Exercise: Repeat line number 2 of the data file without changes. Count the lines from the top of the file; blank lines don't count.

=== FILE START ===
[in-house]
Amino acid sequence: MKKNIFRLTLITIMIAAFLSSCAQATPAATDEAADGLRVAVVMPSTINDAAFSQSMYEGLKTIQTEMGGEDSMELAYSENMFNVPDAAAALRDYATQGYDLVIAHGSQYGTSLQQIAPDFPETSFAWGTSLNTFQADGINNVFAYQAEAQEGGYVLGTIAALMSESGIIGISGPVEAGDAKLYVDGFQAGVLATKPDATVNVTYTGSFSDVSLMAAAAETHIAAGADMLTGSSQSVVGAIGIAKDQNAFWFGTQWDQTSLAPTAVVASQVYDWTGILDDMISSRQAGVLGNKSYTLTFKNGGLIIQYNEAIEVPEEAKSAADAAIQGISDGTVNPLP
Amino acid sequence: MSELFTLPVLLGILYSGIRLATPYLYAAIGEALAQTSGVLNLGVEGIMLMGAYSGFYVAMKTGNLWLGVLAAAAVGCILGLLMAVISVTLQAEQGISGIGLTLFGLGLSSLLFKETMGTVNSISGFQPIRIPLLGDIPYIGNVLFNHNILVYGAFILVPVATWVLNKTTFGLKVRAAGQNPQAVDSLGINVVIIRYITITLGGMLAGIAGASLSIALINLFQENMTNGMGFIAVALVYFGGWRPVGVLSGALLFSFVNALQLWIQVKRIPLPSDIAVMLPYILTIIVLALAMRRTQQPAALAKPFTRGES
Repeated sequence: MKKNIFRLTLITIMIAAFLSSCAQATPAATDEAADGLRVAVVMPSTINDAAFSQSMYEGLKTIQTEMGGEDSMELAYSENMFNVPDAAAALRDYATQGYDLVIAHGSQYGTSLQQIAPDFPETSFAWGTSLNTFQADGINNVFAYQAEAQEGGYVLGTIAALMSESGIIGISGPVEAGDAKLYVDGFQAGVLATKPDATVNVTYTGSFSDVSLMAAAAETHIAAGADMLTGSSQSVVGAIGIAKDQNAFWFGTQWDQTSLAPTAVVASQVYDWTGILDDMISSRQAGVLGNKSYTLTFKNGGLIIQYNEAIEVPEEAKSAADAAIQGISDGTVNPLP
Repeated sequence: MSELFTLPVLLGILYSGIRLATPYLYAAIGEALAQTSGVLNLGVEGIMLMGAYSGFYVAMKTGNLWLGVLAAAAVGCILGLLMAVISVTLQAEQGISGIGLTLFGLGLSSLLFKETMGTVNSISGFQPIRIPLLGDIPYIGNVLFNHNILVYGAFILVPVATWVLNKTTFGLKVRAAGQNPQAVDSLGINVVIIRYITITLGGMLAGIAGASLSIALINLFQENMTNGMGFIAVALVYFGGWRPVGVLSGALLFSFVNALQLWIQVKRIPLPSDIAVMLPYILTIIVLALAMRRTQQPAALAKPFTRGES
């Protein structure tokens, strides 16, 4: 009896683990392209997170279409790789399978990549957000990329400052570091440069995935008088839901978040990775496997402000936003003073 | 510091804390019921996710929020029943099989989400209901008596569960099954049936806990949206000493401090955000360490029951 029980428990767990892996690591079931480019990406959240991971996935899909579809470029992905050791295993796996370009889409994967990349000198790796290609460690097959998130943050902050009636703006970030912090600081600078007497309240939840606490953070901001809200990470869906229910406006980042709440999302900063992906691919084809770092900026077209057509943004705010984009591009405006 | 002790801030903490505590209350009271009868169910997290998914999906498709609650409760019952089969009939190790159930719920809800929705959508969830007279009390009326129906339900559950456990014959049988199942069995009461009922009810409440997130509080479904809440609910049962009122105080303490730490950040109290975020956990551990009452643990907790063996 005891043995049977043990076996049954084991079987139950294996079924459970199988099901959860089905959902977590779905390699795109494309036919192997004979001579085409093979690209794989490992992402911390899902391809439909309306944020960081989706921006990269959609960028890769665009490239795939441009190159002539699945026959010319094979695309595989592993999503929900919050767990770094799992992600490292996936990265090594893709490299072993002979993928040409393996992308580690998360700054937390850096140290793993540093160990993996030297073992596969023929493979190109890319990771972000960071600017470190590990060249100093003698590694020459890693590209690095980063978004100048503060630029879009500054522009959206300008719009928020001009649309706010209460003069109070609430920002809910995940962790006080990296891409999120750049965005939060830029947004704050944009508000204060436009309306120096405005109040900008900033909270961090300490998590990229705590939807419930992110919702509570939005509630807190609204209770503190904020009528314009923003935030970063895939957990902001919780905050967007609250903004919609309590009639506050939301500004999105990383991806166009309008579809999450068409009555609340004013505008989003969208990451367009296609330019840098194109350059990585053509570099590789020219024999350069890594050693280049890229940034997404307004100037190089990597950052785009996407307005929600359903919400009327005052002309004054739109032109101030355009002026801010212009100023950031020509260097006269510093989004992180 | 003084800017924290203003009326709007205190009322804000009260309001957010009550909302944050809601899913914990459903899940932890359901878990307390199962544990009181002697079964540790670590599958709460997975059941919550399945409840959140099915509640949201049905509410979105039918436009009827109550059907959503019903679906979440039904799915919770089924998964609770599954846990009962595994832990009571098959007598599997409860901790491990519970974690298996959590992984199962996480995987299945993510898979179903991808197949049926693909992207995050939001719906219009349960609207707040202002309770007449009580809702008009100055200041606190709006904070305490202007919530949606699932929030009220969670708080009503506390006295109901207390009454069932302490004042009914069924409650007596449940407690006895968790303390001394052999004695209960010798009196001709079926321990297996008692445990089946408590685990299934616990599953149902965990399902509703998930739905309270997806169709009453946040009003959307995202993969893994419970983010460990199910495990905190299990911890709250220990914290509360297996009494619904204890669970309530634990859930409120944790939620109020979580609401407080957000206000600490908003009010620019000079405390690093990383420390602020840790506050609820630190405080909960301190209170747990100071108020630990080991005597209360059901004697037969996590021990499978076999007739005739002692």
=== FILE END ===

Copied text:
Amino acid sequence: MKKNIFRLTLITIMIAAFLSSCAQATPAATDEAADGLRVAVVMPSTINDAAFSQSMYEGLKTIQTEMGGEDSMELAYSENMFNVPDAAAALRDYATQGYDLVIAHGSQYGTSLQQIAPDFPETSFAWGTSLNTFQADGINNVFAYQAEAQEGGYVLGTIAALMSESGIIGISGPVEAGDAKLYVDGFQAGVLATKPDATVNVTYTGSFSDVSLMAAAAETHIAAGADMLTGSSQSVVGAIGIAKDQNAFWFGTQWDQTSLAPTAVVASQVYDWTGILDDMISSRQAGVLGNKSYTLTFKNGGLIIQYNEAIEVPEEAKSAADAAIQGISDGTVNPLP